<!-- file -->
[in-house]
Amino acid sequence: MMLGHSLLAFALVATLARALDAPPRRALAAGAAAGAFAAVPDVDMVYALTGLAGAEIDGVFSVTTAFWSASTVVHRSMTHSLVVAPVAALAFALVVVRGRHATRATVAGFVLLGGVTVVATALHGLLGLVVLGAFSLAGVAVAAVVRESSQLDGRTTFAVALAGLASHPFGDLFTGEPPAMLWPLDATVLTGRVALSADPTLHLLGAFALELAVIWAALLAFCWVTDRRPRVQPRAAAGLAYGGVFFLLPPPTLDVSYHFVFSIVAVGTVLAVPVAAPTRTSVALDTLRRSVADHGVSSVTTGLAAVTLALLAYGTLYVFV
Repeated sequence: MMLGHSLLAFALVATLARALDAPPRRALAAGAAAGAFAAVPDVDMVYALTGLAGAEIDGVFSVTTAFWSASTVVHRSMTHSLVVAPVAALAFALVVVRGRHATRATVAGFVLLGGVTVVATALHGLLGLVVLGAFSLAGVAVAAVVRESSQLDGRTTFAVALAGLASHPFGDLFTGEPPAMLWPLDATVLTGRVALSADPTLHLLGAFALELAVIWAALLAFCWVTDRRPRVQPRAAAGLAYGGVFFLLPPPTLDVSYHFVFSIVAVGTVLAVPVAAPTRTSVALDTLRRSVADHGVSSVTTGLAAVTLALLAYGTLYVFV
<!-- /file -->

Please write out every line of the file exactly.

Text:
[in-house]
Amino acid sequence: MMLGHSLLAFALVATLARALDAPPRRALAAGAAAGAFAAVPDVDMVYALTGLAGAEIDGVFSVTTAFWSASTVVHRSMTHSLVVAPVAALAFALVVVRGRHATRATVAGFVLLGGVTVVATALHGLLGLVVLGAFSLAGVAVAAVVRESSQLDGRTTFAVALAGLASHPFGDLFTGEPPAMLWPLDATVLTGRVALSADPTLHLLGAFALELAVIWAALLAFCWVTDRRPRVQPRAAAGLAYGGVFFLLPPPTLDVSYHFVFSIVAVGTVLAVPVAAPTRTSVALDTLRRSVADHGVSSVTTGLAAVTLALLAYGTLYVFV
Repeated sequence: MMLGHSLLAFALVATLARALDAPPRRALAAGAAAGAFAAVPDVDMVYALTGLAGAEIDGVFSVTTAFWSASTVVHRSMTHSLVVAPVAALAFALVVVRGRHATRATVAGFVLLGGVTVVATALHGLLGLVVLGAFSLAGVAVAAVVRESSQLDGRTTFAVALAGLASHPFGDLFTGEPPAMLWPLDATVLTGRVALSADPTLHLLGAFALELAVIWAALLAFCWVTDRRPRVQPRAAAGLAYGGVFFLLPPPTLDVSYHFVFSIVAVGTVLAVPVAAPTRTSVALDTLRRSVADHGVSSVTTGLAAVTLALLAYGTLYVFV